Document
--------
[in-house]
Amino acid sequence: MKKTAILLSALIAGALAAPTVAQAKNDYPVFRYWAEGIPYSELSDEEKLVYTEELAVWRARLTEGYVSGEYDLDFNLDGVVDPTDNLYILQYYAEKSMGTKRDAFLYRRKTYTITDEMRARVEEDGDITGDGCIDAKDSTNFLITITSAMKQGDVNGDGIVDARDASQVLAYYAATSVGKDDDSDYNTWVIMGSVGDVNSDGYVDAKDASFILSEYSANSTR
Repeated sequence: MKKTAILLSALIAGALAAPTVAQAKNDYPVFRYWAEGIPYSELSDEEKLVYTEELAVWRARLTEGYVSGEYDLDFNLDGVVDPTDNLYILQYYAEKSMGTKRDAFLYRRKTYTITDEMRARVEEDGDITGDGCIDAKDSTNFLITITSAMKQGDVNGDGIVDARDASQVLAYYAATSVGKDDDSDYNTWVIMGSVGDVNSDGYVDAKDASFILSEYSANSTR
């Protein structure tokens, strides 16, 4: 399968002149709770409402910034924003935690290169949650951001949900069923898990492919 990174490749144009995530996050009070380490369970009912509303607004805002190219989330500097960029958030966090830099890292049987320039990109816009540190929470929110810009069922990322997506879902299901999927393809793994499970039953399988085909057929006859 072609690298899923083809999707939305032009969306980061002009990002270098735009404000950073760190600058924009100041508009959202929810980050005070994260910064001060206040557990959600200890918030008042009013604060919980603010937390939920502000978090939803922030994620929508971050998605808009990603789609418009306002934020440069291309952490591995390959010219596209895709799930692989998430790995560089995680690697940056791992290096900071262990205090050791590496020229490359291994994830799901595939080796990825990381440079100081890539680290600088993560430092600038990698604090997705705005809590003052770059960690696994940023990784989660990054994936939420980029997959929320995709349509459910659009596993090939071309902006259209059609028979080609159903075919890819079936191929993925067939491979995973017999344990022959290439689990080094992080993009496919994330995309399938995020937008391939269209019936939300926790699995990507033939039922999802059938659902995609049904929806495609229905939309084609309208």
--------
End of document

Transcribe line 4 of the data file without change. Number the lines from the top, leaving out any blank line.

């Protein structure tokens, strides 16, 4: 399968002149709770409402910034924003935690290169949650951001949900069923898990492919 990174490749144009995530996050009070380490369970009912509303607004805002190219989330500097960029958030966090830099890292049987320039990109816009540190929470929110810009069922990322997506879902299901999927393809793994499970039953399988085909057929006859 072609690298899923083809999707939305032009969306980061002009990002270098735009404000950073760190600058924009100041508009959202929810980050005070994260910064001060206040557990959600200890918030008042009013604060919980603010937390939920502000978090939803922030994620929508971050998605808009990603789609418009306002934020440069291309952490591995390959010219596209895709799930692989998430790995560089995680690697940056791992290096900071262990205090050791590496020229490359291994994830799901595939080796990825990381440079100081890539680290600088993560430092600038990698604090997705705005809590003052770059960690696994940023990784989660990054994936939420980029997959929320995709349509459910659009596993090939071309902006259209059609028979080609159903075919890819079936191929993925067939491979995973017999344990022959290439689990080094992080993009496919994330995309399938995020937008391939269209019936939300926790699995990507033939039922999802059938659902995609049904929806495609229905939309084609309208």